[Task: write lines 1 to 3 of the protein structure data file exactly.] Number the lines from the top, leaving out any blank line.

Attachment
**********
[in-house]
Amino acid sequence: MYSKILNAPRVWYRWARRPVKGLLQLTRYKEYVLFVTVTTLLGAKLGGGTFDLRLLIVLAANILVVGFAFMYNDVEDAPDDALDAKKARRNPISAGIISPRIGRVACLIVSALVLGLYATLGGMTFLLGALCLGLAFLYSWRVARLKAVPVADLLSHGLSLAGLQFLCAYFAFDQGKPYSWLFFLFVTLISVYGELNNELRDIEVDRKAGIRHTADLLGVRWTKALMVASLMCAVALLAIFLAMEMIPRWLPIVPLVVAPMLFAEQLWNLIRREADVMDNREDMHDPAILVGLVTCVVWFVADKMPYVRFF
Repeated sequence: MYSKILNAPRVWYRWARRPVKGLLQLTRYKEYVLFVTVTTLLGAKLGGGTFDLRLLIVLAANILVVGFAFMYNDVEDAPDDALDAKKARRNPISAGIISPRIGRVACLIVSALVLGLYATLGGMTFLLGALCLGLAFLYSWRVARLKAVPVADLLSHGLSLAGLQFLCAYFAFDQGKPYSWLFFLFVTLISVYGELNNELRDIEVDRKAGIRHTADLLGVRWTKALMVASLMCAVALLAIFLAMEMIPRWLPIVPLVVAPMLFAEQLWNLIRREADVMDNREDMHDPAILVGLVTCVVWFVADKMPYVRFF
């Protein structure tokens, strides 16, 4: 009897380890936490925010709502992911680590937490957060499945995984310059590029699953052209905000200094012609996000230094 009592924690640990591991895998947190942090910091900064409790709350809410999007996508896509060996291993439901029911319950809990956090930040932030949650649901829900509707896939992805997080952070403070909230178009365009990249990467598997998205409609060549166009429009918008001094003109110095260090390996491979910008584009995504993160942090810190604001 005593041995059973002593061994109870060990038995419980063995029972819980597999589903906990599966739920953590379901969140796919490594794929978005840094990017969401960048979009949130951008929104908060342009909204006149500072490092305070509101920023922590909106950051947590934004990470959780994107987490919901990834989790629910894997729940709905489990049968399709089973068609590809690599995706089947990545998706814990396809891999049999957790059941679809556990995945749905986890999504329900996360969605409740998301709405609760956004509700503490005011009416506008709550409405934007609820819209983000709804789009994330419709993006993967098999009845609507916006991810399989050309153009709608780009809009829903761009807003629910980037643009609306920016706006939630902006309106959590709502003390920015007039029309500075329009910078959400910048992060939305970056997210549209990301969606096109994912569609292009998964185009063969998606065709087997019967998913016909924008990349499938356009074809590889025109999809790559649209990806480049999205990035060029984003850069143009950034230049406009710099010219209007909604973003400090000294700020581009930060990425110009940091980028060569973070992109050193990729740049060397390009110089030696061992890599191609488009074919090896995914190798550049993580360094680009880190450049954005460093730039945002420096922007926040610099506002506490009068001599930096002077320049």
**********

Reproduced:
[in-house]
Amino acid sequence: MYSKILNAPRVWYRWARRPVKGLLQLTRYKEYVLFVTVTTLLGAKLGGGTFDLRLLIVLAANILVVGFAFMYNDVEDAPDDALDAKKARRNPISAGIISPRIGRVACLIVSALVLGLYATLGGMTFLLGALCLGLAFLYSWRVARLKAVPVADLLSHGLSLAGLQFLCAYFAFDQGKPYSWLFFLFVTLISVYGELNNELRDIEVDRKAGIRHTADLLGVRWTKALMVASLMCAVALLAIFLAMEMIPRWLPIVPLVVAPMLFAEQLWNLIRREADVMDNREDMHDPAILVGLVTCVVWFVADKMPYVRFF
Repeated sequence: MYSKILNAPRVWYRWARRPVKGLLQLTRYKEYVLFVTVTTLLGAKLGGGTFDLRLLIVLAANILVVGFAFMYNDVEDAPDDALDAKKARRNPISAGIISPRIGRVACLIVSALVLGLYATLGGMTFLLGALCLGLAFLYSWRVARLKAVPVADLLSHGLSLAGLQFLCAYFAFDQGKPYSWLFFLFVTLISVYGELNNELRDIEVDRKAGIRHTADLLGVRWTKALMVASLMCAVALLAIFLAMEMIPRWLPIVPLVVAPMLFAEQLWNLIRREADVMDNREDMHDPAILVGLVTCVVWFVADKMPYVRFF